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You can have options and have good default values for those options. Good default values are those that are reasonable for most people most of the time such that they don't need to be (or hire) domain experts to properly configure their tool.

My opinion of a bad default would include a language toolchain which defaults to dynamic linking and requires one to opt into static linking (Java, Python, JS, etc, etc, etc). Worse than that is an anorexic toolchain that has no defaults whatsoever and requires you to pass every little detail directly to the compiler--bonus points if your language has a massive ecosystem of competing tools which are meant to manage these sorts of details for you but utterly and uniformly fail to do so (looking at you, C/C++).

So the JVM run-time is installed and used by average people, so the defaults should be set for this people that install Java to run a desktop app IMO, the developers that want extra performance should read the manual and configure things.

I’ve never heard of a runtime that forces a dichotomy between end-user- and developer-friendliness (putting aside for the moment that end users are famously annoyed by the Java runtime). Rust, Go, etc don’t have runtimes which force a choice between end-users and developers...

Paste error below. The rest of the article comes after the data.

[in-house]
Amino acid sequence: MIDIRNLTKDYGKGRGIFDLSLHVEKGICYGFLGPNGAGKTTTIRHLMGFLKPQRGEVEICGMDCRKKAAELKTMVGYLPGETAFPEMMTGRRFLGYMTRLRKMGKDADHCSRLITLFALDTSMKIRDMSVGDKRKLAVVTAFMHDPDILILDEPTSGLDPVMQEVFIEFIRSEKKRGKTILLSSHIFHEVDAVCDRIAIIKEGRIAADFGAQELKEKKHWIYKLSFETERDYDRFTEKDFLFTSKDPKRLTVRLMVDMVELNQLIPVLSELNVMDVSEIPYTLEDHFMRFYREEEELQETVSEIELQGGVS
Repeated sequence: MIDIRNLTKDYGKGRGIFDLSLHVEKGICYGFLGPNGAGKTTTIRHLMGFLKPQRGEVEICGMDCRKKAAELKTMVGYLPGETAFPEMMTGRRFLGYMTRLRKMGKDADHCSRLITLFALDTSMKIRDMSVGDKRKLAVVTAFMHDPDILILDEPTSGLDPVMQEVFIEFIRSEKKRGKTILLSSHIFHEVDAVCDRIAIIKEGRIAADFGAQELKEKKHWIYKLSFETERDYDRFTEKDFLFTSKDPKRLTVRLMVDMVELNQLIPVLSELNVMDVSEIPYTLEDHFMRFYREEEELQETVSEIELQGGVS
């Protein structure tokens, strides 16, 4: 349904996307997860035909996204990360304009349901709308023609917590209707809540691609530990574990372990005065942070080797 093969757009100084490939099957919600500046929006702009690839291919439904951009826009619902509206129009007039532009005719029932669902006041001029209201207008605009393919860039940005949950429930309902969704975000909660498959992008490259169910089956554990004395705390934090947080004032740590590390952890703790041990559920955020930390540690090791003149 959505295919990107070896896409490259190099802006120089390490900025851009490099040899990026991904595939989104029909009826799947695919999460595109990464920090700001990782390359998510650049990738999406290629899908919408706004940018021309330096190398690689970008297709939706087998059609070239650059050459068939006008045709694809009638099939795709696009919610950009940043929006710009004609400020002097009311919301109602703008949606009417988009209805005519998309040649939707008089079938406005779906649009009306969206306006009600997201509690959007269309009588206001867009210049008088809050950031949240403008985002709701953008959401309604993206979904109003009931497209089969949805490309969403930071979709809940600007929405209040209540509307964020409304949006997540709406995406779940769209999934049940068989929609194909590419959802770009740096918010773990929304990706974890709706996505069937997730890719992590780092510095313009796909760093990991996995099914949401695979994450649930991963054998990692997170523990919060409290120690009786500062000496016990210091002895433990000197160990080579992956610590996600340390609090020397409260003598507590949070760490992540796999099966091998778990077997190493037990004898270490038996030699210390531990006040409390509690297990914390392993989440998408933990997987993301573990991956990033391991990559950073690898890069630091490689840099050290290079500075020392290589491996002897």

JVM can be used for Desktop, server and in the past applets , it would be impossible to find a configuration that is optimal for all applications, so competent developers would tweak the defaults or use different deployment methods like AOT compilation or bundle your own JVM , is your problem that JVM is used in so many different places that different algorithms, runtimes and optimization were created for it ? Your examples of Go and Rust are of languages that are so far not been used in such diverse places, there are no good alternative compilers but something like Python has such a diversity of runtimes.

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